Interview: G-Eazy Talks Joining Bud Light's Dive Bar Tour For New Orleans Homecoming
"I got my start in small dive bars in New Orleans, so it’s full circle to go back and play there now."
G-Eazy is bringing his talents back to New Orleans as the third and final act of the Bud Light's Dive Bar Tour on Wednesday (Aug 30). The Bay Area rapper spent his college years at Loyola University and started his career as an artist there.
In addition to his intimate performance, G-Eazy and Bud Light are launching a clothing capsule collection that will be available in his online store and at a pop-up shop in New Orleans called Gerry's, open Aug. 29 and 30.
"After an amazing show with John Mayer in Los Angeles, we’re excited to keep the Dive Bar Tour momentum going with G-Eazy in New Orleans, and to see him rock the Dive Bar Tour stage with his signature style," said Bud Light vice president Andy Goeler. The 2017 Bud Light Dive Bar tour started off at Los Angeles' Echoplex. VIBE spoke to G-Eazy about his partnership with Bud Light, his experience performing at familiar venues and more.
VIBE: You teamed up with Bud Light as the third and final act for its Dive Bar Tour. How did you get involved with Bud Light?
G-Eazy: It's an honor for me, and I thought it was an exciting idea because that's literally where I got started: in dive bars. Performing in these tiny little spots in New Orleans when I was going to school there. This was when I was starting a fan base and first learning how to perform. Those stages were where it all came together, so the opportunity to come back to a place means so much to me. New Orleans is still my second home; my best friends live there, my mom lives out there now and my little brother lives out there. It's just an incredible opportunity.
You're getting ready to finish up the rest of your own tour. What are some of the differences in headlining those large venues and something like a more intimate show at a dive bar?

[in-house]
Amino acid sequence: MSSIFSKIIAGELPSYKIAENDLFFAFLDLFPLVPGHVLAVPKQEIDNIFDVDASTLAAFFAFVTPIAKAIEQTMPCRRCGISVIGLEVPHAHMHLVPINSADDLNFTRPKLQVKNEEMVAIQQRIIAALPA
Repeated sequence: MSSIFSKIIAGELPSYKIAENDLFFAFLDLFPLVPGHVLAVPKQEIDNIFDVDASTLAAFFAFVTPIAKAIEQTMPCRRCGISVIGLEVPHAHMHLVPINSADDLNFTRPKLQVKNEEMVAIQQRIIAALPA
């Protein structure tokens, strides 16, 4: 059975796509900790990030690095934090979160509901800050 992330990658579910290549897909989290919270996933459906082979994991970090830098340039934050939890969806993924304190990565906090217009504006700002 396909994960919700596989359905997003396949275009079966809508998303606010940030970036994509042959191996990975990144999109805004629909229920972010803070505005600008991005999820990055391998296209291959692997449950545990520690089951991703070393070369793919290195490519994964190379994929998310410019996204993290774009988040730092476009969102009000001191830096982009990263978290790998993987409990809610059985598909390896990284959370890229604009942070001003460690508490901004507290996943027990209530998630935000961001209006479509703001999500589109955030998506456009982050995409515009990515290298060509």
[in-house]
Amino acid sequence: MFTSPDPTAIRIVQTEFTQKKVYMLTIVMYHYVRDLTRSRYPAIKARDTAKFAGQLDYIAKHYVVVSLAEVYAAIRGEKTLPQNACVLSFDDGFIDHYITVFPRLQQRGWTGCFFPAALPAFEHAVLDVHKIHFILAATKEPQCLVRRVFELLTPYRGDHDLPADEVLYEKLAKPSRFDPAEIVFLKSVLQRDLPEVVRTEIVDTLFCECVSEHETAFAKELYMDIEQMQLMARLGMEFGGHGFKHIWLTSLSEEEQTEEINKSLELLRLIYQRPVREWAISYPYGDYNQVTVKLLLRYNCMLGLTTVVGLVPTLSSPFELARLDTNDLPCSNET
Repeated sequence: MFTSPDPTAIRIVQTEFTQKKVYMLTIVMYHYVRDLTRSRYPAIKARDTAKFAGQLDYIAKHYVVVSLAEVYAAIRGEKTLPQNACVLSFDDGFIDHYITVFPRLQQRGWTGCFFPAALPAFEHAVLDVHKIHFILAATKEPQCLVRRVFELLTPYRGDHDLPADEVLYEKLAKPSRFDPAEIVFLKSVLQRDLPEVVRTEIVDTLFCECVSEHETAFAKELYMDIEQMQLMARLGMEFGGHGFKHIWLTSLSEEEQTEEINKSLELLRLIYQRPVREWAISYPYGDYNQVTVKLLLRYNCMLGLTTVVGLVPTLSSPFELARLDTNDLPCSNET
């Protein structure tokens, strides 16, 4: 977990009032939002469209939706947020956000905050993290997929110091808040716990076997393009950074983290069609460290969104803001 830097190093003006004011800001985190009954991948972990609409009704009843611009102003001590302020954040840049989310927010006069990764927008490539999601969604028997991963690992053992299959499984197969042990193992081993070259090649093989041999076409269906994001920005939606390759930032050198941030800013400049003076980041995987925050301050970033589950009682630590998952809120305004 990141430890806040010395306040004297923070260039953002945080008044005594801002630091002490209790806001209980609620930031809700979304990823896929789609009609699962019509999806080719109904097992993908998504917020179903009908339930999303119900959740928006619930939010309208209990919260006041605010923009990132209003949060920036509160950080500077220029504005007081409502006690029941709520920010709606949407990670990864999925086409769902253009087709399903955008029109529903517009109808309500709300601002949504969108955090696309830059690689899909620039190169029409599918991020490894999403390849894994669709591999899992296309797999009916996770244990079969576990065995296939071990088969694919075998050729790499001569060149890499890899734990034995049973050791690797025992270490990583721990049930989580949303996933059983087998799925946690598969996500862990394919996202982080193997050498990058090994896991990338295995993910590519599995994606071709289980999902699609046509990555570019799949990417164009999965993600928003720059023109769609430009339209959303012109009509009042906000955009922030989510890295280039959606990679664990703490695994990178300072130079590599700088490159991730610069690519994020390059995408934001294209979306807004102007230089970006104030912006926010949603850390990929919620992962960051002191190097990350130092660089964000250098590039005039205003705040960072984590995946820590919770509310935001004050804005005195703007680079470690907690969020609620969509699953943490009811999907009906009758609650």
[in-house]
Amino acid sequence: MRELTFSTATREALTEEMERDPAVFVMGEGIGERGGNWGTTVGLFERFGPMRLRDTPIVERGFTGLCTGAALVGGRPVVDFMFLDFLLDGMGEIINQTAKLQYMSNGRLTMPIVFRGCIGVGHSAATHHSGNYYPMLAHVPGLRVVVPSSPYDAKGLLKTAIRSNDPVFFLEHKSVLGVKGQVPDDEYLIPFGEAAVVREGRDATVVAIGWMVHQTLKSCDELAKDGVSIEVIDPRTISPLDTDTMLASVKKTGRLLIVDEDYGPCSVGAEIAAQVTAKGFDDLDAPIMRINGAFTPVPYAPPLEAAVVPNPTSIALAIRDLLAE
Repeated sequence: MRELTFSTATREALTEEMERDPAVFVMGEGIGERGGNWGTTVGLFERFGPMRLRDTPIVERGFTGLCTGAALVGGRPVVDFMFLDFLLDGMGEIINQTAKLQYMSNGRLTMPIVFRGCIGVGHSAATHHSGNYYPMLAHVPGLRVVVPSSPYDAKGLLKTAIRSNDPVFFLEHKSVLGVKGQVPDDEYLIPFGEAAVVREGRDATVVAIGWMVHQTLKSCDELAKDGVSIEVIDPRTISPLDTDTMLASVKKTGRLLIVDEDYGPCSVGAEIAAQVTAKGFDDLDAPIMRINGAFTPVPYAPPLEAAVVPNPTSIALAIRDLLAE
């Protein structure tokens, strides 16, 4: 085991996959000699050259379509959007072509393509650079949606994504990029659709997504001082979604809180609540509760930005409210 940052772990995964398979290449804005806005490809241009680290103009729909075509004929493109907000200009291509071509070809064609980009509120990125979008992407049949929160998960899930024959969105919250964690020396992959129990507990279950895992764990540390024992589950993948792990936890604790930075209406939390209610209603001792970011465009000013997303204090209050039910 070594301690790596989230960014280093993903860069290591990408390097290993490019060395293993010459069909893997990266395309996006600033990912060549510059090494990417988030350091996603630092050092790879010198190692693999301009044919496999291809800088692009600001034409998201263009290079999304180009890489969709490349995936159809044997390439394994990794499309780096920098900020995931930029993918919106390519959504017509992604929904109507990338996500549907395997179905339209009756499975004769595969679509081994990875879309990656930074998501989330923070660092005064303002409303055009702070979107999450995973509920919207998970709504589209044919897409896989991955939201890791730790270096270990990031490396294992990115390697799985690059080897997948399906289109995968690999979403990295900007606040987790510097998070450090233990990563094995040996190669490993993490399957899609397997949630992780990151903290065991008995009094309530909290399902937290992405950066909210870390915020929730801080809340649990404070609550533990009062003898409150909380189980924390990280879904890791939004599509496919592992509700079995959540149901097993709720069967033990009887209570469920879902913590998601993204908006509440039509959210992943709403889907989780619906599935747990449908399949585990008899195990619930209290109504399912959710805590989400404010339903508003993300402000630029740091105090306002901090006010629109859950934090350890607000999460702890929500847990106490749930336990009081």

It's definitely more intimate. You're literally looking people dead in their faces — and you are doing the same thing on a bigger stage with a bigger crowd, but you can't reach out to everybody. You can literally see the person in the back row at a dive bar. You can see the person at the edge of the wall on the right side. You can feel everyone's energy in a space that's small. It's much more intimate, but it can also be nerve-racking in that sense.
For whatever reason, it's easier to perform in front of a massive crowd than in front of a small one, but again, that's how we came up. I played shows in front of like 25, 50 people, and it's a lot harder to do your thing in front of a crowd that's small. You just have to get out there and believe in yourself and go on with the same type of energy regardless, because there is almost like an awkwardness in the room unless you cancel it yourself as a performer.
You had a few notable features on When It's Dark Out. Should we expect some collaborations for The Beautiful & Damned?
I definitely have some surprises up my sleeve, but really it's mostly me, to be honest. I bought a house close to a year ago and had a studio built in it, so for the last eight months or so I just locked myself in the studio and went to work. It's a really personal record. It's really about my Gemini, my twin personalities, my yin and yang, my light and dark, my Gerald and G-Eazy and the internal struggle between those two characters.
Catch the New Orleans Dive Bar Tour show live in Nola or on Bud Light's Facebook page on Aug. 30.